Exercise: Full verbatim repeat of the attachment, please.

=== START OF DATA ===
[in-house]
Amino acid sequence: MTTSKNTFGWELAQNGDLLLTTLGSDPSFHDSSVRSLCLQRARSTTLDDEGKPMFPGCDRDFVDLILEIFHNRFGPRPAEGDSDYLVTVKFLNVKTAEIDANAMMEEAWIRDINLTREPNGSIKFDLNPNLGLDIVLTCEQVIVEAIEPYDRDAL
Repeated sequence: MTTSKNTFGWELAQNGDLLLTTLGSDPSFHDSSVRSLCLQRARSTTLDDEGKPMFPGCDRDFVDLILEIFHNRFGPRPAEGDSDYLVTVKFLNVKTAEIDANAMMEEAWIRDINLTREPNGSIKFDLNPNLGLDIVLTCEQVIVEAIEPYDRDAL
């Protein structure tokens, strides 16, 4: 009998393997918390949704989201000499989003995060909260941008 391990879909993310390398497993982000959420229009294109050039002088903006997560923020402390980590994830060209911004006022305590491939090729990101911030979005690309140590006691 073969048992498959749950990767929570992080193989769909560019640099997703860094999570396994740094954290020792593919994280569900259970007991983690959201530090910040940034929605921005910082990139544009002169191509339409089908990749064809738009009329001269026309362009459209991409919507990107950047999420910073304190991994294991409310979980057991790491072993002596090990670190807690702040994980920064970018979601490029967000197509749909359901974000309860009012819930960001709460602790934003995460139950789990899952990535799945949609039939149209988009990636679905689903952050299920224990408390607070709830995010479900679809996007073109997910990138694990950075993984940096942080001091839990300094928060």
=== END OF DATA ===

[in-house]
Amino acid sequence: MTTSKNTFGWELAQNGDLLLTTLGSDPSFHDSSVRSLCLQRARSTTLDDEGKPMFPGCDRDFVDLILEIFHNRFGPRPAEGDSDYLVTVKFLNVKTAEIDANAMMEEAWIRDINLTREPNGSIKFDLNPNLGLDIVLTCEQVIVEAIEPYDRDAL
Repeated sequence: MTTSKNTFGWELAQNGDLLLTTLGSDPSFHDSSVRSLCLQRARSTTLDDEGKPMFPGCDRDFVDLILEIFHNRFGPRPAEGDSDYLVTVKFLNVKTAEIDANAMMEEAWIRDINLTREPNGSIKFDLNPNLGLDIVLTCEQVIVEAIEPYDRDAL
């Protein structure tokens, strides 16, 4: 009998393997918390949704989201000499989003995060909260941008 391990879909993310390398497993982000959420229009294109050039002088903006997560923020402390980590994830060209911004006022305590491939090729990101911030979005690309140590006691 073969048992498959749950990767929570992080193989769909560019640099997703860094999570396994740094954290020792593919994280569900259970007991983690959201530090910040940034929605921005910082990139544009002169191509339409089908990749064809738009009329001269026309362009459209991409919507990107950047999420910073304190991994294991409310979980057991790491072993002596090990670190807690702040994980920064970018979601490029967000197509749909359901974000309860009012819930960001709460602790934003995460139950789990899952990535799945949609039939149209988009990636679905689903952050299920224990408390607070709830995010479900679809996007073109997910990138694990950075993984940096942080001091839990300094928060």